Safety in taxis for Indigenous women in Winnipeg a long-standing concern: advocates

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By Dave Baxter, Local Journalism Initiative Reporter

For years both Albert McLeod and Nahanni Fontaine have been advocating for the safety of Indigenous women in Winnipeg, and for years both have been told the stories and the accounts of times where Indigenous women have stepped into a taxi cab in this city, and said they did not feel that they were safe.
“We have heard so many times just through word of mouth where women and often young girls have felt vulnerable in a taxi,” McLeod, a board member of the Winnipeg-based Manitoba Moon Voices (MMV) organization said.
“It is something that we hear all the time, and we’ve been hearing it for a long time.”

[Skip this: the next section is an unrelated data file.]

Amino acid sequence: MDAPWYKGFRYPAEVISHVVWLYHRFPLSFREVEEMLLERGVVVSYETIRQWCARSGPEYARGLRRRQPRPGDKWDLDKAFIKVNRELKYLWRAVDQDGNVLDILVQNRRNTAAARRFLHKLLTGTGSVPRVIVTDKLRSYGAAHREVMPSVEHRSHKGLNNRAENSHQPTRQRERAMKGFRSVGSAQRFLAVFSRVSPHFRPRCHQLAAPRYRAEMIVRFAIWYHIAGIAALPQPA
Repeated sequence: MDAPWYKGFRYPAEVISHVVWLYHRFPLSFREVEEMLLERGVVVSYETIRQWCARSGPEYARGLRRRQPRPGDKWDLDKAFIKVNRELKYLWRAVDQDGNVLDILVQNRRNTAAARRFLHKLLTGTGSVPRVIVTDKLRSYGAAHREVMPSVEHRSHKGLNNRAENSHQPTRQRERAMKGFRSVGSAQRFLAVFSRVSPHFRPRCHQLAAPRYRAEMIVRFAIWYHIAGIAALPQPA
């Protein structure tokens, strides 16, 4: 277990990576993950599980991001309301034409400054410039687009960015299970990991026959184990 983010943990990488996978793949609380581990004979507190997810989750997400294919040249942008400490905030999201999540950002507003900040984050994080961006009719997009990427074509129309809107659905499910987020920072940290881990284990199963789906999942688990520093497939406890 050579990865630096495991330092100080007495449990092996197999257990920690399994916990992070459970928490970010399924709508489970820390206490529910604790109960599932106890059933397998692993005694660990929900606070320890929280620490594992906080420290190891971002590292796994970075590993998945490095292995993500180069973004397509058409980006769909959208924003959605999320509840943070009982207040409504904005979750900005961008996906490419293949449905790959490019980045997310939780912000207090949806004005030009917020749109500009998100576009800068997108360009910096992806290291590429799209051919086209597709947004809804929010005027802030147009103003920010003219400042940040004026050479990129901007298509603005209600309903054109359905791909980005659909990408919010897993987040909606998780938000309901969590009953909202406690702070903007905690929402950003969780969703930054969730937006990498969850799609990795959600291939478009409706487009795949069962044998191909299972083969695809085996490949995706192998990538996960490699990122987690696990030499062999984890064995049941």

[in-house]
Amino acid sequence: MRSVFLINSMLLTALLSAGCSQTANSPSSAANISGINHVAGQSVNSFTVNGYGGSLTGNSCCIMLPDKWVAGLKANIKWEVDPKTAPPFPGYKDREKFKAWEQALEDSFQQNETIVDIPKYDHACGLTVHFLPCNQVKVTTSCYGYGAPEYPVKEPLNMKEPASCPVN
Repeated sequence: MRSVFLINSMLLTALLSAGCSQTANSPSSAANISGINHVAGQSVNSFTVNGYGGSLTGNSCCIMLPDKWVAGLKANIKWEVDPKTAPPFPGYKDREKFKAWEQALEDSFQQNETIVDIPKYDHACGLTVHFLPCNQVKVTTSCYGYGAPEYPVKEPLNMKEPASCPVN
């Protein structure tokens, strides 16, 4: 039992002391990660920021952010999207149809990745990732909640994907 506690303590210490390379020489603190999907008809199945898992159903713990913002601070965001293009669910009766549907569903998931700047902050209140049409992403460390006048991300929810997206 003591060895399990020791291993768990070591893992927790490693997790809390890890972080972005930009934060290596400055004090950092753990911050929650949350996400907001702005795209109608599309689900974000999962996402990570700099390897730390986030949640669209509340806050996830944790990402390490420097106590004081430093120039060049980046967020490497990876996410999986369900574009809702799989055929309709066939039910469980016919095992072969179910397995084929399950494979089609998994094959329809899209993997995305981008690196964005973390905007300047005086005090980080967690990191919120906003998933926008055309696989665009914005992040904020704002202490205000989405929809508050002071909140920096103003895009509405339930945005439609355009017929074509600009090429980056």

MMV works in a number of ways to empower Indigenous women in Manitoba, and help them to succeed, and McLeod said looking out for the safety of women and girls is an important aspect of what they do.
When news came to light recently that charges had been laid against a Unicity Taxi driver after an incident back in September involving an Indigenous woman, McLeod said he hoped the incident would “start a conversation” about the taxi cab industry in this city, and its dealings with Indigenous women and girls.
On Oct. 6, Winnipeg Police charged a Unicity Taxi driver with forcible confinement and assault in the case of Serenity Morrisseau, a 19-year-old Indigenous woman who alleges the driver assaulted her, locked her in the car, and dragged her with the vehicle, during an incident in...continued

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